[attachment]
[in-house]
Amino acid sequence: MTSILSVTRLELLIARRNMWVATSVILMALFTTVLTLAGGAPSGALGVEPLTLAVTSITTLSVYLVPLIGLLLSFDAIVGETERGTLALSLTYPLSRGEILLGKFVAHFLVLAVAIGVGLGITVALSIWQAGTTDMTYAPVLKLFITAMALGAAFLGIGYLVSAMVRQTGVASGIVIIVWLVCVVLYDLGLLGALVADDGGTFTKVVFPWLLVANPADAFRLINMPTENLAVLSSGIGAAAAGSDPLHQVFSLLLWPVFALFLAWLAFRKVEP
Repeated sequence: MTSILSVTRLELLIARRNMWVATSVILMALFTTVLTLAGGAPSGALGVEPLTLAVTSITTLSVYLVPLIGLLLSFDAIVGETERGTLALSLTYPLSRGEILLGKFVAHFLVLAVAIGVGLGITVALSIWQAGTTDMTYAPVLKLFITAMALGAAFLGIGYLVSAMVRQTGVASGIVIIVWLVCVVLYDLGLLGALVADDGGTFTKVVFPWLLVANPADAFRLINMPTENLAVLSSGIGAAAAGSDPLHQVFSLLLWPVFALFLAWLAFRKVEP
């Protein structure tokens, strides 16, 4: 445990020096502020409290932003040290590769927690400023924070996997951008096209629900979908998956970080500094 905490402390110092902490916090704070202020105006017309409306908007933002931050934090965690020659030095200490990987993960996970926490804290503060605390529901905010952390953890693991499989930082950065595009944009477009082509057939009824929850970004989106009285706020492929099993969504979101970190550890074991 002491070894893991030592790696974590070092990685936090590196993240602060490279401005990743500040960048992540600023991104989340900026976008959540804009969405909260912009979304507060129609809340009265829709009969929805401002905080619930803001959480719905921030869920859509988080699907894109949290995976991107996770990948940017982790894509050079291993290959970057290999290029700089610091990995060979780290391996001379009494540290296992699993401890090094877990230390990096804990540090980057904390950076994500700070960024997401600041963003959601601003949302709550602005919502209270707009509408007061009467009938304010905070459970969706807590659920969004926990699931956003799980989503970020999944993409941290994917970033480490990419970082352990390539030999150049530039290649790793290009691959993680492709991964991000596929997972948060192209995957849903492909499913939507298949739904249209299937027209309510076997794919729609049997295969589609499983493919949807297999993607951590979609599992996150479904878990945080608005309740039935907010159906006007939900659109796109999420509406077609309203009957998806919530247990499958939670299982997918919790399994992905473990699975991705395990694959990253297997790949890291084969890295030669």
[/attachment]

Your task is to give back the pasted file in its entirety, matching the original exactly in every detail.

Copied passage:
[in-house]
Amino acid sequence: MTSILSVTRLELLIARRNMWVATSVILMALFTTVLTLAGGAPSGALGVEPLTLAVTSITTLSVYLVPLIGLLLSFDAIVGETERGTLALSLTYPLSRGEILLGKFVAHFLVLAVAIGVGLGITVALSIWQAGTTDMTYAPVLKLFITAMALGAAFLGIGYLVSAMVRQTGVASGIVIIVWLVCVVLYDLGLLGALVADDGGTFTKVVFPWLLVANPADAFRLINMPTENLAVLSSGIGAAAAGSDPLHQVFSLLLWPVFALFLAWLAFRKVEP
Repeated sequence: MTSILSVTRLELLIARRNMWVATSVILMALFTTVLTLAGGAPSGALGVEPLTLAVTSITTLSVYLVPLIGLLLSFDAIVGETERGTLALSLTYPLSRGEILLGKFVAHFLVLAVAIGVGLGITVALSIWQAGTTDMTYAPVLKLFITAMALGAAFLGIGYLVSAMVRQTGVASGIVIIVWLVCVVLYDLGLLGALVADDGGTFTKVVFPWLLVANPADAFRLINMPTENLAVLSSGIGAAAAGSDPLHQVFSLLLWPVFALFLAWLAFRKVEP
């Protein structure tokens, strides 16, 4: 445990020096502020409290932003040290590769927690400023924070996997951008096209629900979908998956970080500094 905490402390110092902490916090704070202020105006017309409306908007933002931050934090965690020659030095200490990987993960996970926490804290503060605390529901905010952390953890693991499989930082950065595009944009477009082509057939009824929850970004989106009285706020492929099993969504979101970190550890074991 002491070894893991030592790696974590070092990685936090590196993240602060490279401005990743500040960048992540600023991104989340900026976008959540804009969405909260912009979304507060129609809340009265829709009969929805401002905080619930803001959480719905921030869920859509988080699907894109949290995976991107996770990948940017982790894509050079291993290959970057290999290029700089610091990995060979780290391996001379009494540290296992699993401890090094877990230390990096804990540090980057904390950076994500700070960024997401600041963003959601601003949302709550602005919502209270707009509408007061009467009938304010905070459970969706807590659920969004926990699931956003799980989503970020999944993409941290994917970033480490990419970082352990390539030999150049530039290649790793290009691959993680492709991964991000596929997972948060192209995957849903492909499913939507298949739904249209299937027209309510076997794919729609049997295969589609499983493919949807297999993607951590979609599992996150479904878990945080608005309740039935907010159906006007939900659109796109999420509406077609309203009957998806919530247990499958939670299982997918919790399994992905473990699975991705395990694959990253297997790949890291084969890295030669």